A PREP teachers problems


#1

My wife conveyed to me some comments made by a friend whom is teaching grade 6 PREP (does every parish call it that? Parish Religious Education Program). The teacher comments that these grade 6’ers know very little about their faith (after having 6 years of PREP and going through first communion). Here are some examples of the Q/A that happens in the class:

Q: Who were the first people to sin? … silence … one student offers “Mary & Joseph” as an answer.

Q: Who is the Messiah? … no answer.

Q: Do you know the story of David & _____?" (fill in the blank) … silence … the teacher offers a hint “It starts with a ‘G’”. one student answers “Jesus?”

The teacher is quite discouraged. Calling parents about the lack of effort (if any) in homework assignments, usually results in “He’s just too busy”. And these kids will be having their confirmation next year!

Any ideas on how he can motivate these students?


#2

What series are you using?

Our RE/CCD program uses “Faith and Life” from Ignatius. We have the scope and sequence for each year, as teachers, this lets us know what is important to that session.

Your Diocise should also have the guidelines for Confirmation Prep, reading these will help you know what is important.

Sit down with the DRE, put together a plan for the remainder of the year. Meet with the 7th grade Confirmation instructor, maybe have them come speak to the class.

For motivating the kids… 6th graders love competetion, quiz bowl that kind of thing. A speaker who is excited about the topic does help. For some reason, they are also captivated by power point presentations :confused:


#3

You’ve answered your own question with this statement:

*Calling parents about the lack of effort (if any) in homework assignments, usually results in “He’s just too busy”. *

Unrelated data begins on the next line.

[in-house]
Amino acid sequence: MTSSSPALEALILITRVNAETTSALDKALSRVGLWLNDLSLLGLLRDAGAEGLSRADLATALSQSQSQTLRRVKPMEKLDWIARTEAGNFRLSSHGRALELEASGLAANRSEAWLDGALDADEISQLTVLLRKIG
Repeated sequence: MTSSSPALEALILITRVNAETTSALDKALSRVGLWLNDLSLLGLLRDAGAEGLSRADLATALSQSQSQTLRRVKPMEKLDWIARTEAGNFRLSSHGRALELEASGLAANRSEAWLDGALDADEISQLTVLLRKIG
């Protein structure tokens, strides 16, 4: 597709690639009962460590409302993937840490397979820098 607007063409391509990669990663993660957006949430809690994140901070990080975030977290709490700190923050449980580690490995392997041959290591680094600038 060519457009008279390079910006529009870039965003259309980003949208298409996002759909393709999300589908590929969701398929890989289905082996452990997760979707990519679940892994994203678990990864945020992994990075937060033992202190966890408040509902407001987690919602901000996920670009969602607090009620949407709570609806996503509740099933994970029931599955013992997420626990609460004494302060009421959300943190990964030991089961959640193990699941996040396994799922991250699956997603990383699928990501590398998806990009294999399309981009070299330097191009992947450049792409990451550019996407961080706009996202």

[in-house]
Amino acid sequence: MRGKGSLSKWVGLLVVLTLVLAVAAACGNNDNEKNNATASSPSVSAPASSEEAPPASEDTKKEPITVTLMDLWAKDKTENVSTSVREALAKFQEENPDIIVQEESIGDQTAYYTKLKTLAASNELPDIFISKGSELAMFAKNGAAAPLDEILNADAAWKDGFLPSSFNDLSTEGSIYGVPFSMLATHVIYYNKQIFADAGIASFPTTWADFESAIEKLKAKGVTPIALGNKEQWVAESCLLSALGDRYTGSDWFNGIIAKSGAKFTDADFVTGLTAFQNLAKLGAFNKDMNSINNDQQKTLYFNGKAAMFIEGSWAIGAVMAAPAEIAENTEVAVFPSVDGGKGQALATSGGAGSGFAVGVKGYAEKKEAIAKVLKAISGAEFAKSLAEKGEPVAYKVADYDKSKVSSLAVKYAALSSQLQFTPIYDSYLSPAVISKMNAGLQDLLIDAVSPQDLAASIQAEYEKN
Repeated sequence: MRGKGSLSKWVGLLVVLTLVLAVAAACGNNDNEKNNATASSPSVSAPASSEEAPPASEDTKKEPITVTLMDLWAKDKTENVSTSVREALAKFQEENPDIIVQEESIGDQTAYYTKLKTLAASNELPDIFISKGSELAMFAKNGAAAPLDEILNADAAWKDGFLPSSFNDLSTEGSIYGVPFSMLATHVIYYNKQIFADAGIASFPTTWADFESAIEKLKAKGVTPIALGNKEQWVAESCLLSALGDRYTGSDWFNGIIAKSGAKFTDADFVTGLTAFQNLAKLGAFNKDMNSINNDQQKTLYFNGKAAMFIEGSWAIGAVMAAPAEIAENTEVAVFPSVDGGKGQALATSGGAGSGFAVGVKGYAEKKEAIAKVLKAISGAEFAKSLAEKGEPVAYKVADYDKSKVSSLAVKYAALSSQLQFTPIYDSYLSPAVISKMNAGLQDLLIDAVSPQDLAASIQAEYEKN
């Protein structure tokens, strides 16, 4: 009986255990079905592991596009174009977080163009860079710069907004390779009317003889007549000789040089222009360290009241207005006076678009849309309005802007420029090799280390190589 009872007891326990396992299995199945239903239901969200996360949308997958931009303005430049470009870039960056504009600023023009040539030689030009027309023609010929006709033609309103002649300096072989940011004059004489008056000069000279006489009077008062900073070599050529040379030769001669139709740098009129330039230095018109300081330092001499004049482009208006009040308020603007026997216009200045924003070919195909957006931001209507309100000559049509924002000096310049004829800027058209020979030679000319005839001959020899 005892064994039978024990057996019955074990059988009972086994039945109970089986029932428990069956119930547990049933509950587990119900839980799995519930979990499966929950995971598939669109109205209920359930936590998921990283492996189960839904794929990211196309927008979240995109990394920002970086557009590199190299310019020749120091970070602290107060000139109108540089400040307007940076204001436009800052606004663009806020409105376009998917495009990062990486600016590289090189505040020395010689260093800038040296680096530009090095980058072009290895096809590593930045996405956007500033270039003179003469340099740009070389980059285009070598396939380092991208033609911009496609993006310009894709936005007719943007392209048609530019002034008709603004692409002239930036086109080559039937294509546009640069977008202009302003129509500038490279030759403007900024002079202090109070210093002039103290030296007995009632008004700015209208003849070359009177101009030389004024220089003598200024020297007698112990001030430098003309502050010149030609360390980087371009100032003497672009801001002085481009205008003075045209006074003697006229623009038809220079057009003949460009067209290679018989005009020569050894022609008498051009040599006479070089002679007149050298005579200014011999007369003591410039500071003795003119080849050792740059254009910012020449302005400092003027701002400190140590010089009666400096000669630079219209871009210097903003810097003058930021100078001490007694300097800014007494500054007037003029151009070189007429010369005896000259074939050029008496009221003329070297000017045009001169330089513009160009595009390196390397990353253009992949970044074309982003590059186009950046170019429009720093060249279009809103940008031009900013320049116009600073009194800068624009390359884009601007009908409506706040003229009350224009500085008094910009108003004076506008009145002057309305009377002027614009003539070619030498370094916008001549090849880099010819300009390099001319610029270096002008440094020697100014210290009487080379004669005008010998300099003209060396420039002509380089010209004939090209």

You cannot undo in one hour what their parents teach them in the other 167 hours each week. If their parents place no priority on religion, education, mass attendance, and bible reading you cannot make up for that one class a week.

I also teach a group of 6th and 7th graders. I taught this same group last year as 5th and 6th graders. What they know is pathetic.

So, I just do what I can in one hour a week and leave the rest up to God.

I engage them in interesting lessons, try to impart as much of the BASICS as I can-- after almost two years in my class they can finally respond accurately to these questions (which I ask them every single week):

What are sacraments? Signs institued by Christ to give grace.
What do they give us? Sanctifying grace
Why do we need grace? To get to heaven

Honestly, it’s taken me this long to pound that into their heads. They know a few bible stories now too, ones we’ve read together, but not many. Forget naming books of the bible, major people of the bible, or major events of the bible. Not happening.

Anyway, my advice is to do everything you can for one hour and then don’t sweat the rest, it’s out of your control.


#4

Also, my advice is to forget the book and focus on one thing in depth. Pick the most important things, be it the Creed, the Sacraments, the Ten Commandments, whatever.